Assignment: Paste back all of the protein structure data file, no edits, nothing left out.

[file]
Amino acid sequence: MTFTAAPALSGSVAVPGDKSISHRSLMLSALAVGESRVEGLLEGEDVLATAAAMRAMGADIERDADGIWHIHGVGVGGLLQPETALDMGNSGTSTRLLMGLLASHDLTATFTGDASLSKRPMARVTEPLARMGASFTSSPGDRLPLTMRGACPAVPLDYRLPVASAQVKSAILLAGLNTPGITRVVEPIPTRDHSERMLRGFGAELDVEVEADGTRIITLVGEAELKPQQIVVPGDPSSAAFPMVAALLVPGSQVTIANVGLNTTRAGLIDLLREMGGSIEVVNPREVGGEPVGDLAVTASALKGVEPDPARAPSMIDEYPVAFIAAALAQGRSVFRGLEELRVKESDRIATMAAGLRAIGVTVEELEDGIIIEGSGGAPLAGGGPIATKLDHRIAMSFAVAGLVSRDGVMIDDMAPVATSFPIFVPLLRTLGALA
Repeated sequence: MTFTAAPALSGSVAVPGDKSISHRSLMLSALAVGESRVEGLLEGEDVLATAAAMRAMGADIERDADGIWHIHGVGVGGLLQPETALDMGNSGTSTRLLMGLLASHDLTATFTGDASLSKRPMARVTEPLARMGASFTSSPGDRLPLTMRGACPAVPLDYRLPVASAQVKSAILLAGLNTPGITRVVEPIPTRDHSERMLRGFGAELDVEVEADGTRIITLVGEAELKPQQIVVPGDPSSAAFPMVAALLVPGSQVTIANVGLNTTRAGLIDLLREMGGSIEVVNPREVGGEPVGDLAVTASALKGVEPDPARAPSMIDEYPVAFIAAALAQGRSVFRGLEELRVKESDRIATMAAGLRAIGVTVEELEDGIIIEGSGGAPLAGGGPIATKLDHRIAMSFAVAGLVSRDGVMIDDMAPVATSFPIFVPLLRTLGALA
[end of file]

Amino acid sequence: MTFTAAPALSGSVAVPGDKSISHRSLMLSALAVGESRVEGLLEGEDVLATAAAMRAMGADIERDADGIWHIHGVGVGGLLQPETALDMGNSGTSTRLLMGLLASHDLTATFTGDASLSKRPMARVTEPLARMGASFTSSPGDRLPLTMRGACPAVPLDYRLPVASAQVKSAILLAGLNTPGITRVVEPIPTRDHSERMLRGFGAELDVEVEADGTRIITLVGEAELKPQQIVVPGDPSSAAFPMVAALLVPGSQVTIANVGLNTTRAGLIDLLREMGGSIEVVNPREVGGEPVGDLAVTASALKGVEPDPARAPSMIDEYPVAFIAAALAQGRSVFRGLEELRVKESDRIATMAAGLRAIGVTVEELEDGIIIEGSGGAPLAGGGPIATKLDHRIAMSFAVAGLVSRDGVMIDDMAPVATSFPIFVPLLRTLGALA
Repeated sequence: MTFTAAPALSGSVAVPGDKSISHRSLMLSALAVGESRVEGLLEGEDVLATAAAMRAMGADIERDADGIWHIHGVGVGGLLQPETALDMGNSGTSTRLLMGLLASHDLTATFTGDASLSKRPMARVTEPLARMGASFTSSPGDRLPLTMRGACPAVPLDYRLPVASAQVKSAILLAGLNTPGITRVVEPIPTRDHSERMLRGFGAELDVEVEADGTRIITLVGEAELKPQQIVVPGDPSSAAFPMVAALLVPGSQVTIANVGLNTTRAGLIDLLREMGGSIEVVNPREVGGEPVGDLAVTASALKGVEPDPARAPSMIDEYPVAFIAAALAQGRSVFRGLEELRVKESDRIATMAAGLRAIGVTVEELEDGIIIEGSGGAPLAGGGPIATKLDHRIAMSFAVAGLVSRDGVMIDDMAPVATSFPIFVPLLRTLGALA